On May 1, a statewide mandate went into effect, requiring all Illinoisans wear a mask or face covering when they leave their home or report to work and when they cannot maintain 6 feet of distance between themselves and others.
June - DeKalb City Hall’s new home
DeKalb City Hall moved June 5 from 200 S. Fourth St. to its new location at 164 E. Lincoln Highway in DeKalb.
The building, built in 1892, originally housed DeKalb National Bank and Sheets & Knodle Hardware. Through the years, it also housed a hardware store.
The building was purchased around 1966 by Paul Nehring and remained in the Nehring family until 2001, when Shirley Nehring, Paul’s widow, donated the property to the DeKalb Park District.
The park district rented the building to a number of businesses and organizations, including the DeKalb Chamber of Commerce, the DeKalb County Convention and Visitors Bureau and the DeKalb Area Agricultural Heritage Association. On Dec. 27, 2019, the park district sold the building to the city of DeKalb for $1.
Before the city moved into the building June 5, renovations took place, including restroom upgrades, carpet replacement, painting, and computer and internet updating.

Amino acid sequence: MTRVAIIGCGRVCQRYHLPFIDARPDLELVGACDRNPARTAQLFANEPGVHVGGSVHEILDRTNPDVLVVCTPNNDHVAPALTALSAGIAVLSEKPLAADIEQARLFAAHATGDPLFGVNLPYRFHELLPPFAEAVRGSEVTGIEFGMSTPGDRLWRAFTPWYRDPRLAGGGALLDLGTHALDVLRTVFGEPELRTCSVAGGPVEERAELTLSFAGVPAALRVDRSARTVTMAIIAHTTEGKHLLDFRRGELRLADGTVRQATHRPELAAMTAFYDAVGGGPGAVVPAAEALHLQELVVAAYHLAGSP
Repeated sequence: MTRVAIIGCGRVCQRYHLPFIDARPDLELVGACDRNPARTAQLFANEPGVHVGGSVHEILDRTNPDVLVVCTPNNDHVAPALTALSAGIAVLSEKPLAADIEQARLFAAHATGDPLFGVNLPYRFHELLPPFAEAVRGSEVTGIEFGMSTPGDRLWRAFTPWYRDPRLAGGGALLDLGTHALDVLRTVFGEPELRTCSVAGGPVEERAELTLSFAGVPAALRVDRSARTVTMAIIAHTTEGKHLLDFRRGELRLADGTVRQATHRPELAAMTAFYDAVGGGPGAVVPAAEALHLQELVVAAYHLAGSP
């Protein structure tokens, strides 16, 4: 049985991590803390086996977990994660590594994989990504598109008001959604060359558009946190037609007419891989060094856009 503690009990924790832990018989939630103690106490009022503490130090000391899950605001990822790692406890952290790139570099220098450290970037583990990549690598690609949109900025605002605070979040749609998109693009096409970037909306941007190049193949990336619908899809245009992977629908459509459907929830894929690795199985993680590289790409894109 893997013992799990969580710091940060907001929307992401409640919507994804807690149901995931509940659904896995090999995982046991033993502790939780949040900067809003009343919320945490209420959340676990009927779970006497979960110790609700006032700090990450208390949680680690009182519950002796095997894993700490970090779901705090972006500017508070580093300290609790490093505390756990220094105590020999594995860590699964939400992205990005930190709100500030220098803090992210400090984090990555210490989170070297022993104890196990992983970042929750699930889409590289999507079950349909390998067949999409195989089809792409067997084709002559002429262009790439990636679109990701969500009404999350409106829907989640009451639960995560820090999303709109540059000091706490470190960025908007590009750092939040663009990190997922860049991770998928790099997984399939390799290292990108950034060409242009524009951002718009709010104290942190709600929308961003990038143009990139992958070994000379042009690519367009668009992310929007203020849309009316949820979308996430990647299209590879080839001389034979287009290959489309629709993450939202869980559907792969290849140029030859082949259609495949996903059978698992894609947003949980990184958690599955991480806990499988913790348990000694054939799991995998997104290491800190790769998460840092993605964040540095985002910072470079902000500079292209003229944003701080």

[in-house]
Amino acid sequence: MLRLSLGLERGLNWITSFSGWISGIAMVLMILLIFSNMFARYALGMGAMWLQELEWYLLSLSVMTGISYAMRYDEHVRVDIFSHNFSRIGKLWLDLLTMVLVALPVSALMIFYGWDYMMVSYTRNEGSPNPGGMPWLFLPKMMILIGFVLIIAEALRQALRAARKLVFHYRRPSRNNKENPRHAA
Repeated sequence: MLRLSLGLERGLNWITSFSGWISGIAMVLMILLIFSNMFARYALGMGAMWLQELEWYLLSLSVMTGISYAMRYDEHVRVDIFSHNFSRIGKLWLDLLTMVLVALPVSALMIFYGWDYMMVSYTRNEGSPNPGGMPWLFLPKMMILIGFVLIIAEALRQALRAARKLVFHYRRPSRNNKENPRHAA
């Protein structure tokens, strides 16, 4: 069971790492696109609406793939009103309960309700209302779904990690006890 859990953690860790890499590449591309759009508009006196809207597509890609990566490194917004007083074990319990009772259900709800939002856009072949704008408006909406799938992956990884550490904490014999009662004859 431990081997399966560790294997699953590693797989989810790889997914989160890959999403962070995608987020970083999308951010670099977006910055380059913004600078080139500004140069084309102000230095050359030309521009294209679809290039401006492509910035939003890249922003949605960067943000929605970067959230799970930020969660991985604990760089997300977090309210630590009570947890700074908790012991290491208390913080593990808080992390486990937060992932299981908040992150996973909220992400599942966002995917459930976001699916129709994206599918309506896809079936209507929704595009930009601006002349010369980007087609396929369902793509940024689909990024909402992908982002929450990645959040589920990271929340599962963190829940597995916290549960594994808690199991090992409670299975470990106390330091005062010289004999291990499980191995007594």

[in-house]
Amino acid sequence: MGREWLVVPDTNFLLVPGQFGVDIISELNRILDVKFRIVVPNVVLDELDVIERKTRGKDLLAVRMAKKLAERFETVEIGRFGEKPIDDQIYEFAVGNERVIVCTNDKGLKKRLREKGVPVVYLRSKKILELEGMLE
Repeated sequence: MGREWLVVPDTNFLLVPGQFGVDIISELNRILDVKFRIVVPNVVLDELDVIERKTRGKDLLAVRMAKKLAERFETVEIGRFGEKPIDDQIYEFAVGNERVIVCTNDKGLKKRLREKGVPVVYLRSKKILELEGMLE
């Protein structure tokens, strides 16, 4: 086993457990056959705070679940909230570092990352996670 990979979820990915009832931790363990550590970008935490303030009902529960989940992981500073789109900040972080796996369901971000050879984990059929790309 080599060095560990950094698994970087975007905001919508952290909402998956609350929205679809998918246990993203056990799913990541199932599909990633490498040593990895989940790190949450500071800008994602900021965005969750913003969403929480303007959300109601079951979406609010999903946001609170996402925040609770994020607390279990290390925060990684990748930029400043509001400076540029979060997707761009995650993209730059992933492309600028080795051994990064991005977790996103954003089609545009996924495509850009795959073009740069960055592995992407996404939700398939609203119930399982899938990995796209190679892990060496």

The finance department and the building department are on the first floor of City Hall. Offices belonging to the mayor, city manager, city planner, human resources, administrative law clerk and management analyst are on the second floor. The basement is used for storage.
July - Summerfest celebrated differently in Waterman
Tractors of all makes, models, shapes and sizes paraded through the streets of Waterman on July 18 as part of the modified 20th annual Waterman Lions Summerfest, made different by the COVID-19 pandemic.
The parade of about 70 tractors was led by DeKalb County Farm Bureau President Mark Tuttle. Many tractor drivers participated in a ride before and after the parade to and from the park in Rollo.